In this video the buyer and seller are negotiating over a restored antique sign. Captured on TV, this example is your typical Hard Bargaining negotiation. It’s a one off transaction that is all about price. There is no trust or any need for trust. This transaction has little bearing on future transactions. I’ve heard the same exact verbal slips in countless professional situations ranging from purchasing an asset or buying a company to buying a car or haggling at the farmer’s market. Full descriptions of the slips are listed below the video.
Convicted for killing his parents by bludgeoning them with a baseball bat, Ernie Sherrer’s denial of the crime when questioned presents a prime example of an emblematic slip as his head shakes “Yes” when asked if he did it. It’s chilling how cold and calculated this killer is even thanking detectives after the interview. You would expect an ex-poker player to be able to control his unconscious body language, yet there it is.
Emblems are specific gestures that convey a precise meaning universally recognized within a cultural group. The meaning of an emblem stands without any words. Emblems are almost always performed deliberately, as the performer is consciously aware of the action. Examples include; Head shaking yes, shoulder shrug, wave hello, etc. Emblematic slips are a fragmentation of the full gesture and never performed in usual presentation position. Slips occur when the performer unconsciously leaks the gesture. Usually indicating a feeling or expression the performer is trying to conceal.
This video has some fantastic examples of deception detection techniques including verbal slips, manipulators, and emblematic slips. I love reality TV, for continually pumping out more and more shows with pristine examples of people negotiating under real circumstance. I’ve witnessed this exact same scenario along with all of the “slips” occur off camera countless times.
Here’s a summary of the highlights:
- Manipulation – at 0:25 seconds into the video the seller gentle rocks back and forth before delivering his opening offer. This subtle shift is caused by his own discomfort with his opening offer. In his mind he is willing to accept a lower figure. If you’re able to pick up this information, you know his offer is “soft” or “movable”.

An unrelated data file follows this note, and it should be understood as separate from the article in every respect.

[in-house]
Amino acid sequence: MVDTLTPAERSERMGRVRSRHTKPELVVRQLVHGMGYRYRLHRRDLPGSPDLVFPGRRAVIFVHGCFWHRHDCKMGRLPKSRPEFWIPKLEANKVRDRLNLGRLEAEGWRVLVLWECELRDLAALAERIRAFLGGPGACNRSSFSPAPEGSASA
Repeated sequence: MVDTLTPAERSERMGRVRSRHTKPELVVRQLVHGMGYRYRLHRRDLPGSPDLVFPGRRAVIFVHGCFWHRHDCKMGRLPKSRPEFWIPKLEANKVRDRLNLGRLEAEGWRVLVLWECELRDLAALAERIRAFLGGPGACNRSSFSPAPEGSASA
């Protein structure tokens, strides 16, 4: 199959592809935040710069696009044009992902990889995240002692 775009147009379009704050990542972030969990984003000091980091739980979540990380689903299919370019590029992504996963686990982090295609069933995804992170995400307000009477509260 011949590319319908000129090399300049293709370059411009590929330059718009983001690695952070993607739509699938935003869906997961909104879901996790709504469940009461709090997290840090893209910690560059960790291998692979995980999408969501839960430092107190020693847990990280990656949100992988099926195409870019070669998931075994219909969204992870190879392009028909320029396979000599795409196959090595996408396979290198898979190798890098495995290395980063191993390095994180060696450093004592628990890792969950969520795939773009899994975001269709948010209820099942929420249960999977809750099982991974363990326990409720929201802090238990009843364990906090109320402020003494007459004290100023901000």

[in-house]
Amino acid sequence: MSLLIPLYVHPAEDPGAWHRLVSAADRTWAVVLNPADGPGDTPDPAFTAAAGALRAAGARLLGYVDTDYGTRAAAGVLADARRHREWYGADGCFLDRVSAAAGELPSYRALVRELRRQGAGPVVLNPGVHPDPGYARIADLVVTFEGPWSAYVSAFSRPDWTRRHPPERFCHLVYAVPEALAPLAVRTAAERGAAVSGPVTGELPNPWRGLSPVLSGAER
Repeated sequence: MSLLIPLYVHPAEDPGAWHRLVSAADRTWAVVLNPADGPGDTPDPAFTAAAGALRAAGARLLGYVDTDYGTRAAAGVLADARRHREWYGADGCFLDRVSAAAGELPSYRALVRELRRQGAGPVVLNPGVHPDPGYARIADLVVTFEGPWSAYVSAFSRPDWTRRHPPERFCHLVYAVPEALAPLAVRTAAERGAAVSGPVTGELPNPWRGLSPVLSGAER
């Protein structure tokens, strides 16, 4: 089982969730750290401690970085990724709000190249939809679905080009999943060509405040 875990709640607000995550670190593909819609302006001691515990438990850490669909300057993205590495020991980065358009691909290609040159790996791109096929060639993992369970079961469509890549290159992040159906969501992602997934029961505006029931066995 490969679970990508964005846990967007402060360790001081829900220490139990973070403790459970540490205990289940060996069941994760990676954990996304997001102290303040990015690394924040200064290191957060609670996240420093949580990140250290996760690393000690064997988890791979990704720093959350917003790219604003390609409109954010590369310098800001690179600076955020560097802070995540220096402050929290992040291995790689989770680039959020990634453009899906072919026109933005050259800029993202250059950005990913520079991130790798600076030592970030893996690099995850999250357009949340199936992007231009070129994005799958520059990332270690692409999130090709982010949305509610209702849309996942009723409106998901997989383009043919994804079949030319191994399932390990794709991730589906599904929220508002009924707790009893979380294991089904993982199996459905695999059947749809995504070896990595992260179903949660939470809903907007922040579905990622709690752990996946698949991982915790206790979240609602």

- Emblematic Slip – The buyer rubbing his hands together like he’s about to “dig in to Continue reading
Alexander Hamilton lost his life on July 11th, 1804 so that Aaron Burr could get some satisfaction. The famous duel in Weehawken, NJ occurred because of disparaging remarks made by Hamilton at a dinner party. I hope images of one gentleman slapping another gentleman with ladies gloves flashes through your mind. While we’ve moved past the era of challenging someone to a duel at 20 paces the sentiment lives on in many of our behaviors. Most deals are won and lost because of this very idea. Skilled negotiators understand that you have to provide the other side with some satisfaction in order to ink the deal. In the far east, they have a similar concept around the idea of “Face” or “Saving Face”.
Satisfaction unfortunately is intangible and therefore difficult to create and trade. Satisfaction isn’t like price or volume, it encompasses the whole process as well as the individuals involved. It’s closely related to “How” you handle the entire negotiation. Emotional outbursts, heavy-handed tactics, personal challenges, disparaging remarks all destroy satisfaction. Building satisfaction is different for every negotiation and every person. Respect and dignity are common themes when trying to build high levels of satisfaction. Here are two important concepts for establishing satisfaction while negotiating. Continue reading
One of the most important elements of a robust negotiation strategy is your question strategy. Questions put you in charge during a negotiation. Questions accomplish the following:
- Establish baseline responses
- Allow you to direct the issues discussed
- Apply pressure to the other side as they attempt to respond
- Unlock information by getting the other side to talk
- Create momentum and continue the discussion
Many people are familiar with the classic question funnel as a strategy. I’ve modified the funnel and added a preliminary level called “Baseline”. It is critical to establish baseline responses for the other party in all styles of negotiation. You want to establish what a genuine “No” sounds like, feels like, and looks like. The theory is simple, ask questions that A) you know the answer or B) a reasonable person wouldn’t lie. Small talk is great for establishing a baseline. Great baseline questions are conversational and immaterial to the actual negotiation. Questions about hobbies, television, sporting events etc. work well. Ask questions you are fairly certain will receive a “No” response. For example when negotiating with a male counterpart I might ask: